Oh yeah, and then there was this cool sounding word “savannah” just to make things even more confusing. I attempted to track down the creator of the term. Justin Eisinger thought it was Nick Riggle. Nick said he thought it was Jon Julio. Jon is a businessman and knows how emotionally unstable rollerbladers are, so he pled the fifth. Azikiwee Anderson said he thought it was Julio also, so that didn’t help. Ultimately none of it really matters anyways, because the problem is right from the start, some people used it to refer to alley-oop unities, and some used it to refer to alley-oop backside unities, and both sides will stab you in the face if you say otherwise.
So do we want the term “savannah” applied to alley-oop unitiy? Or specifically to alley-oop backside unity? And do we specifically want it applied only when done alley-oop? But not truespin? Is the term so redundant we should just drop it all together? And how would we refer to these other variations if we decide against using alley-oop/truespin for frame grinds?
We also conducted an emoji poll on this conflict and over 70% of the 285 people who responded said a savannah doesn’t have to be backside, it could just be an alley-oop unity.
I can’t not mention the inspin/outspin conflict. But there is so little consistency, it’s hard to even summarize. If a rail is on your right and you 360 left to a top soul, some people would call that outspin. But if you 360 left to a soul, some people would call that inspin. Sometimes it is even the same person saying it would have been outspin for top soul but inspin for soul. Sometimes a person will consistently say both were outspin, but if you had rolled up fakie, they would say it was inspin. Some people even try to some how factor in the skater’s switch and natural. Then there is the lesser used term “hurricane,” arguably created first to refer to the spinning cess slides made famous by Robert Lievanos. Then the even lesser used “inside/outside,” and even lesserer used “hardspin/easyspin.” And don’t forget the overlapping terminology of alley-oop and truespin.
So that’s a whole bunch of options and very little sense. For the sake of minimalism it has always been my opinion to just drop all spin references except for alley-oop and true spin, since they are the most common, and then finally create a term specific to reverse variations of grinds. It might sound crazy, but maybe we could just say “reverse.” But it’s obviously not my place or any one individual’s place to say.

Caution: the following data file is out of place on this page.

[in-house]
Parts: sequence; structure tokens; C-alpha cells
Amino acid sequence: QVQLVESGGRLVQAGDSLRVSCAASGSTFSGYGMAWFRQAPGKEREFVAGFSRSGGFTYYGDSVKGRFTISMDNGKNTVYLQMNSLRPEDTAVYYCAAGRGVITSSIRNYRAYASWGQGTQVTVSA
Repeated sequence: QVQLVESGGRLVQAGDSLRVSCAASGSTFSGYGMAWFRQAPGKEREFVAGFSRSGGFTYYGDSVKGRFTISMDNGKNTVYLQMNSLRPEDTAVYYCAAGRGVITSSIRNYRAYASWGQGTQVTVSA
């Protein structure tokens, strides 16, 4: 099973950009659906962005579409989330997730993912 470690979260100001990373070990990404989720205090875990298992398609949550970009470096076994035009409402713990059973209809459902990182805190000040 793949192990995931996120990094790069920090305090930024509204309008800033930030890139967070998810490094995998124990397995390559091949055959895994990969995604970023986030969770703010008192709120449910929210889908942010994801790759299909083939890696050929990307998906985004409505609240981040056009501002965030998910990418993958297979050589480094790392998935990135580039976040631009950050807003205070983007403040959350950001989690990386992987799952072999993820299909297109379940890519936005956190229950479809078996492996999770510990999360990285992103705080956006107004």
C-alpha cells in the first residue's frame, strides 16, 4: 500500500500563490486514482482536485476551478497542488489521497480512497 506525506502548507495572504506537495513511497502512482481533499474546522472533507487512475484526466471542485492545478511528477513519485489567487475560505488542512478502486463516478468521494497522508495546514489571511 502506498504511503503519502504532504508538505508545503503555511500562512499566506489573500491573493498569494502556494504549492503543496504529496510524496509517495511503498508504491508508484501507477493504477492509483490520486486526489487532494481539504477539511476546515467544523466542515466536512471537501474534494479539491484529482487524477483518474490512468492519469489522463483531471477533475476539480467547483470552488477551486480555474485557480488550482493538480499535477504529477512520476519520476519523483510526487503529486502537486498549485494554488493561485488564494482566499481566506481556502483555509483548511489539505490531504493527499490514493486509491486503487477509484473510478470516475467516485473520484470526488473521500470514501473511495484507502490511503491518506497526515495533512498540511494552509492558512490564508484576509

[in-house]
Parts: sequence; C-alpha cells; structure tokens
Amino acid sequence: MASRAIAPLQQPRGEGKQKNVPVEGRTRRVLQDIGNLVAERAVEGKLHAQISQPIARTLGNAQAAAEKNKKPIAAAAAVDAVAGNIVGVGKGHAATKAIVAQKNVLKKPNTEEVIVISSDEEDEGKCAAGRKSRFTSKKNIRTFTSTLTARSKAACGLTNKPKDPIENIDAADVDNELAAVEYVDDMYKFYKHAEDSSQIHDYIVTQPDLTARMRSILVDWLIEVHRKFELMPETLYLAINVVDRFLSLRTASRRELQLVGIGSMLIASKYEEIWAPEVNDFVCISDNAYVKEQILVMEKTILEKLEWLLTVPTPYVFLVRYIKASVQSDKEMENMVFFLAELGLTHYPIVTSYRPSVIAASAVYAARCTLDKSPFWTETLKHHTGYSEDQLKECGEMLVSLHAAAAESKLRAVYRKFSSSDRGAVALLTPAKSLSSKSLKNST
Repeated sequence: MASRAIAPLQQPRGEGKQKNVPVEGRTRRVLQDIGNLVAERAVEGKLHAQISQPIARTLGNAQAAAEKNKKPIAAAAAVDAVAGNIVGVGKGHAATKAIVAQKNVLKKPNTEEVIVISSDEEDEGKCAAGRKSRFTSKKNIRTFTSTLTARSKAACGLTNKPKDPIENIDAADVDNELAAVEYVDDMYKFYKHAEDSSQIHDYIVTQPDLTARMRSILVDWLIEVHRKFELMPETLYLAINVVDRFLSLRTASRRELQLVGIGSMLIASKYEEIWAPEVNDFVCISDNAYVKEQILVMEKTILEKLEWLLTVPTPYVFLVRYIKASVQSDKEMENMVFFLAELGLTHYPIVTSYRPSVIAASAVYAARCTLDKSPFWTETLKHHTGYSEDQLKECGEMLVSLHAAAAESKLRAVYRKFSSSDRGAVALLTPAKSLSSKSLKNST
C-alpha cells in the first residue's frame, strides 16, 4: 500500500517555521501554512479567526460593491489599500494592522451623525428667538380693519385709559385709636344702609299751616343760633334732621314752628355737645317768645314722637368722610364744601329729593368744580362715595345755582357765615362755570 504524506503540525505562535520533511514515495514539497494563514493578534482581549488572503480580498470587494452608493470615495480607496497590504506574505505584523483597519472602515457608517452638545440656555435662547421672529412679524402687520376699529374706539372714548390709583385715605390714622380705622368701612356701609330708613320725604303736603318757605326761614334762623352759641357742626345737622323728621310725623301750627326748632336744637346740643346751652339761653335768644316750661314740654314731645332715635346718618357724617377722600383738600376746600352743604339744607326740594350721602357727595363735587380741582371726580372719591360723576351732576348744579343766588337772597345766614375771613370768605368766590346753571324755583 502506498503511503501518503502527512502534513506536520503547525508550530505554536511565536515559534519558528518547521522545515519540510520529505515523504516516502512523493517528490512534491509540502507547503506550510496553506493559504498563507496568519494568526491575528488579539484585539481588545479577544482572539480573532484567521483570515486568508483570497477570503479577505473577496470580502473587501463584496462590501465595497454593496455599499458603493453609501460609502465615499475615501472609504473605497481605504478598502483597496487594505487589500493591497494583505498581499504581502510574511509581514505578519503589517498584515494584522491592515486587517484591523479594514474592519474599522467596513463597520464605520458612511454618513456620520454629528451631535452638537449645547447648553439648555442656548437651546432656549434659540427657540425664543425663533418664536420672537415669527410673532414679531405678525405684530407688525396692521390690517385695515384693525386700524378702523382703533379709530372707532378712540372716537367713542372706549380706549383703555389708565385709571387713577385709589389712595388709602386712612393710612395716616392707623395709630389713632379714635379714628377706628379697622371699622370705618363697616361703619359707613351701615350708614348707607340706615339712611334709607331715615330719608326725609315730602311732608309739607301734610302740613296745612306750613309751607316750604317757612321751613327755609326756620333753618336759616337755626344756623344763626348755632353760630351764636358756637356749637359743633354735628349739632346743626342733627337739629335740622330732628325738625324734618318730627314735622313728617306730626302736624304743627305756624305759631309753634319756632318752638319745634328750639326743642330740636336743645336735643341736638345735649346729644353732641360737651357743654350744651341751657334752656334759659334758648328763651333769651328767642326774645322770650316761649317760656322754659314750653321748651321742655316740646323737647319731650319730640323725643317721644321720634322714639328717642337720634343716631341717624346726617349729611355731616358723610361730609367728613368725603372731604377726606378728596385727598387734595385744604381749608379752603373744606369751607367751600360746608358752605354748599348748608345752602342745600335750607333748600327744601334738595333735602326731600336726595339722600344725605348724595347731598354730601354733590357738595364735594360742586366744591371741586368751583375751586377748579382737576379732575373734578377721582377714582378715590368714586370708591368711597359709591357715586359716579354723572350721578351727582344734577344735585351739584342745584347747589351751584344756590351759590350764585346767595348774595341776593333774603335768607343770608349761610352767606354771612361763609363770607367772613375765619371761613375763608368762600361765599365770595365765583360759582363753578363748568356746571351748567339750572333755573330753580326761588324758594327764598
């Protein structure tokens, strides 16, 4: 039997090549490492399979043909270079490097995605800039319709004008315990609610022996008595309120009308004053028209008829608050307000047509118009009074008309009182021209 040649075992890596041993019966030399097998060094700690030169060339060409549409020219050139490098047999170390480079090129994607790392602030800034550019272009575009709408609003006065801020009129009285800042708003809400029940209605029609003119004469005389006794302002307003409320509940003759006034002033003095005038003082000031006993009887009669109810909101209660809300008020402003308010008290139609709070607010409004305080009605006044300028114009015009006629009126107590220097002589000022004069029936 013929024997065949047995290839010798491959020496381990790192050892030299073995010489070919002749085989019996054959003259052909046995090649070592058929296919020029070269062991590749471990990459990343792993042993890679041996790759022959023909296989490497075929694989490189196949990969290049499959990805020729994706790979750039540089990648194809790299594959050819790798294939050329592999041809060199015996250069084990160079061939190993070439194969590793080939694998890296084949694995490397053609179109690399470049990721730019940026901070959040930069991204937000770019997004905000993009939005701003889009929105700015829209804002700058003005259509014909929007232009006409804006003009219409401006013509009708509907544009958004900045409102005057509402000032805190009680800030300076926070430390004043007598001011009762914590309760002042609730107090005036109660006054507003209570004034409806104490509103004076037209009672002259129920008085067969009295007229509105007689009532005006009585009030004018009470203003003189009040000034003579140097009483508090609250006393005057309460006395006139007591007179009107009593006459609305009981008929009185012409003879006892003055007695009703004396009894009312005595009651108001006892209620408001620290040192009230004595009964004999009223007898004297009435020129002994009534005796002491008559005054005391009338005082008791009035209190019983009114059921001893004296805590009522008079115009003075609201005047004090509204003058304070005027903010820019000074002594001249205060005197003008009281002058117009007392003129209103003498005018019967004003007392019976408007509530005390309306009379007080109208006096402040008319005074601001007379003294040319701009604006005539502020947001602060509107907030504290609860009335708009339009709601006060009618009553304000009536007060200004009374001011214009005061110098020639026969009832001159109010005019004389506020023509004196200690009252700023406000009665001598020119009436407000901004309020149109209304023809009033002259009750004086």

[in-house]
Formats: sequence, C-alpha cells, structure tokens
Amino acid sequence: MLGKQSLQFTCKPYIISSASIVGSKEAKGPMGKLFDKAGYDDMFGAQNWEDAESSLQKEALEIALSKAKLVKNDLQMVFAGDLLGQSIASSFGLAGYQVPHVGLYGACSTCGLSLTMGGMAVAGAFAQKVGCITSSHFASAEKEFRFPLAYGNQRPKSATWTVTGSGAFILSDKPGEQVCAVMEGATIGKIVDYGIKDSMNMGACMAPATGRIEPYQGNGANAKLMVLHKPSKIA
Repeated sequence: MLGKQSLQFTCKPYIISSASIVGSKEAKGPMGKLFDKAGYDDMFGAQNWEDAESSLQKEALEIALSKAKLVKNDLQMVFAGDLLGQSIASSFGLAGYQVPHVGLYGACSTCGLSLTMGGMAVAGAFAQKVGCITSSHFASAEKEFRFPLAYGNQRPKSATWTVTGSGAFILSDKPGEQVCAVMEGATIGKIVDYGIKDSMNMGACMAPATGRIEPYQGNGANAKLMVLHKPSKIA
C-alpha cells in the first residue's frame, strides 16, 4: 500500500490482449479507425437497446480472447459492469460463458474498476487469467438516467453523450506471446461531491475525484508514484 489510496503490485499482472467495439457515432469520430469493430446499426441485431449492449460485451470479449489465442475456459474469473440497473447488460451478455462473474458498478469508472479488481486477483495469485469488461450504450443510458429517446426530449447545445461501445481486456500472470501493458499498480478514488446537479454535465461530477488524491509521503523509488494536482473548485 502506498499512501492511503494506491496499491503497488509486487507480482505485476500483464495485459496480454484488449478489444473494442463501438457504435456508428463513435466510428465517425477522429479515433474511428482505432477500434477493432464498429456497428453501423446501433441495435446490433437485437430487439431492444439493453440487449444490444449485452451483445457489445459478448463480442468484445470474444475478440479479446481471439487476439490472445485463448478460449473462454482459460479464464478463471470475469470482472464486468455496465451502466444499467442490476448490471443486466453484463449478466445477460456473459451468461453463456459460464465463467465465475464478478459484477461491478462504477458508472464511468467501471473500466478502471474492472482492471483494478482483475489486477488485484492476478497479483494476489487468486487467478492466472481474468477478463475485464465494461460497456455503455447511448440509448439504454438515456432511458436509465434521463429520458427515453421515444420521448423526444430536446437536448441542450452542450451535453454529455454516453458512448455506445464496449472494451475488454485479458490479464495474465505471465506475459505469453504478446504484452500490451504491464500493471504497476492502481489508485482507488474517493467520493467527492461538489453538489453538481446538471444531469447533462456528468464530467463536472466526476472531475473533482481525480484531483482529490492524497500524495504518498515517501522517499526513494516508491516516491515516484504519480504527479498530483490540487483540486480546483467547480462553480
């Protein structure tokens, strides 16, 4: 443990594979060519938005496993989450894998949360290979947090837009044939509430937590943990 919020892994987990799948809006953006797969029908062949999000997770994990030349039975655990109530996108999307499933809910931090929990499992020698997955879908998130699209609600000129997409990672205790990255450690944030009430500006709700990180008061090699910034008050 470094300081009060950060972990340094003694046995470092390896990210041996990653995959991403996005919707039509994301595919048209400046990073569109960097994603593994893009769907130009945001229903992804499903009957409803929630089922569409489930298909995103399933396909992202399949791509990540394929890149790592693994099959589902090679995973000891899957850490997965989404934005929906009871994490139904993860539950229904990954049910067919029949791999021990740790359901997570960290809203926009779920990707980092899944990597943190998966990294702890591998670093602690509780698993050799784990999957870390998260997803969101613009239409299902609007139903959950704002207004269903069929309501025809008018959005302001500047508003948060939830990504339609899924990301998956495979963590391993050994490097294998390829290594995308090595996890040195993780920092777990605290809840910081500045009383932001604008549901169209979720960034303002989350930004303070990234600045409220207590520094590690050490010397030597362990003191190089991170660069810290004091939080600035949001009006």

There are other smaller squabbles, but these were the big ones. Again, I’m not trying to tell anybody they are right or wrong. I just wanted to provide a respectful overview of all the major conflicts and arguments. We tend to get locked into our own understanding as if there is some objective science to it all. There’s not. It’s all made up. For everyone who has made it this far without becoming too emotional, thank you. I hope I was able to provide some insight into opposing arguments and you understand a bit more why the other side argues what they do and they now understand a bit more why you argue what you do. If we can gradually begun discussing these conflicts in a more reasonable manner, one day we might actually be able to create a logical system everyone can agree on.
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Haha! An “alley-oop unity”. Savannah’s can be front side or backside just because it’s a backwards unity even though you’re also sideways while you’re backwards. Sort of weird to think about being backwards and sideways.
As a han that recently discovered switch frontsides were easier if you thought of them as regular frontsides going backwards I have no idea what to think about anything anymore.
Another interesting twist is the introduction of freestyle makios etc by Jon Elliott!
As far as other uses of the term alley oop one can look to basketball for its use on slam dunks.
It doesn’t seem important but the terminology we use helps us shape how we think about What we are doing which in turn changes what we do!
Inspin, outspin, truespin, and alley-oop should only refer to the last 180 before locking onto a grind. It’s the most consistent.
There was an article about this in a early pre glossy era Box magazine I think by Arlo. Any got a copy?